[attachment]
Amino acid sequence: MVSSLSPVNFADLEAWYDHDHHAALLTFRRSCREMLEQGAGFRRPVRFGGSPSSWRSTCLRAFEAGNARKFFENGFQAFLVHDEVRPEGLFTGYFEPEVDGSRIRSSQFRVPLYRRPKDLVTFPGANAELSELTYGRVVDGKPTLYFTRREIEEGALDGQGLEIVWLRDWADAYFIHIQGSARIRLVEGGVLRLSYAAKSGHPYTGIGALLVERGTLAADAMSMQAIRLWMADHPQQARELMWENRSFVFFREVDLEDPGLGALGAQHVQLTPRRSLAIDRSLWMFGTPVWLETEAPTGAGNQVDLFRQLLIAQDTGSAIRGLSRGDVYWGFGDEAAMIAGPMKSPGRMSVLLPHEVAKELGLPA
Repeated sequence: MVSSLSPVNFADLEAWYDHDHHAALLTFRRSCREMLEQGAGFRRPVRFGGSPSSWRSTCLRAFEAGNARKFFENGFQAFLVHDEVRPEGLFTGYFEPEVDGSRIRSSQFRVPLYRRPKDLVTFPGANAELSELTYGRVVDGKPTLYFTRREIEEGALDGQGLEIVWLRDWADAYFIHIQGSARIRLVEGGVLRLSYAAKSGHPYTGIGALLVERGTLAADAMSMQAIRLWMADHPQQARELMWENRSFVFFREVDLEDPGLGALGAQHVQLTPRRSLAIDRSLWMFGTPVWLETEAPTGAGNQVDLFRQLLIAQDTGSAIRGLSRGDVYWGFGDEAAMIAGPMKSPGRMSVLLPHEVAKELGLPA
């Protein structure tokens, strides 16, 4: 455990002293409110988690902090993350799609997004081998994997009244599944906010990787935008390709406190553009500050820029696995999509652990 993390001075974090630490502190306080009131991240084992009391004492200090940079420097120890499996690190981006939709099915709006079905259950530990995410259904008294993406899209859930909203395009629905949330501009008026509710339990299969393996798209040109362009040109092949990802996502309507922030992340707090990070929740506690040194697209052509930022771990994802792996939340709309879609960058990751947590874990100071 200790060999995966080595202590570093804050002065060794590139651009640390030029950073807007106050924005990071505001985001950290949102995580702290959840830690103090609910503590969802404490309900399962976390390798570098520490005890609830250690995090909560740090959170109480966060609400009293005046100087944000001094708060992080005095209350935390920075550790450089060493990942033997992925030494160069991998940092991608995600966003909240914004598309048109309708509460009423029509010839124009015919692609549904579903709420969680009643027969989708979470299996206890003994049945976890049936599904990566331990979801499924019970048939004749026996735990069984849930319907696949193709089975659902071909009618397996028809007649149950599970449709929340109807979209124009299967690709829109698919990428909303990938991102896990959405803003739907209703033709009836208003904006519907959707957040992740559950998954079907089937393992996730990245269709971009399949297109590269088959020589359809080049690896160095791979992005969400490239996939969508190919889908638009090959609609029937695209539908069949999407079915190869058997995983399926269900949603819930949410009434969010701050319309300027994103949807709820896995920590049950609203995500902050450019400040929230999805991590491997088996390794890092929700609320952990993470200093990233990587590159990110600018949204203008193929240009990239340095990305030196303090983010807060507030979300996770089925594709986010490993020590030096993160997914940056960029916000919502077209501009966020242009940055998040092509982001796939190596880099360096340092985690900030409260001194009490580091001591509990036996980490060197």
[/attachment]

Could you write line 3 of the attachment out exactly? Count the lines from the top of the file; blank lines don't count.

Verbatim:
């Protein structure tokens, strides 16, 4: 455990002293409110988690902090993350799609997004081998994997009244599944906010990787935008390709406190553009500050820029696995999509652990 993390001075974090630490502190306080009131991240084992009391004492200090940079420097120890499996690190981006939709099915709006079905259950530990995410259904008294993406899209859930909203395009629905949330501009008026509710339990299969393996798209040109362009040109092949990802996502309507922030992340707090990070929740506690040194697209052509930022771990994802792996939340709309879609960058990751947590874990100071 200790060999995966080595202590570093804050002065060794590139651009640390030029950073807007106050924005990071505001985001950290949102995580702290959840830690103090609910503590969802404490309900399962976390390798570098520490005890609830250690995090909560740090959170109480966060609400009293005046100087944000001094708060992080005095209350935390920075550790450089060493990942033997992925030494160069991998940092991608995600966003909240914004598309048109309708509460009423029509010839124009015919692609549904579903709420969680009643027969989708979470299996206890003994049945976890049936599904990566331990979801499924019970048939004749026996735990069984849930319907696949193709089975659902071909009618397996028809007649149950599970449709929340109807979209124009299967690709829109698919990428909303990938991102896990959405803003739907209703033709009836208003904006519907959707957040992740559950998954079907089937393992996730990245269709971009399949297109590269088959020589359809080049690896160095791979992005969400490239996939969508190919889908638009090959609609029937695209539908069949999407079915190869058997995983399926269900949603819930949410009434969010701050319309300027994103949807709820896995920590049950609203995500902050450019400040929230999805991590491997088996390794890092929700609320952990993470200093990233990587590159990110600018949204203008193929240009990239340095990305030196303090983010807060507030979300996770089925594709986010490993020590030096993160997914940056960029916000919502077209501009966020242009940055998040092509982001796939190596880099360096340092985690900030409260001194009490580091001591509990036996980490060197």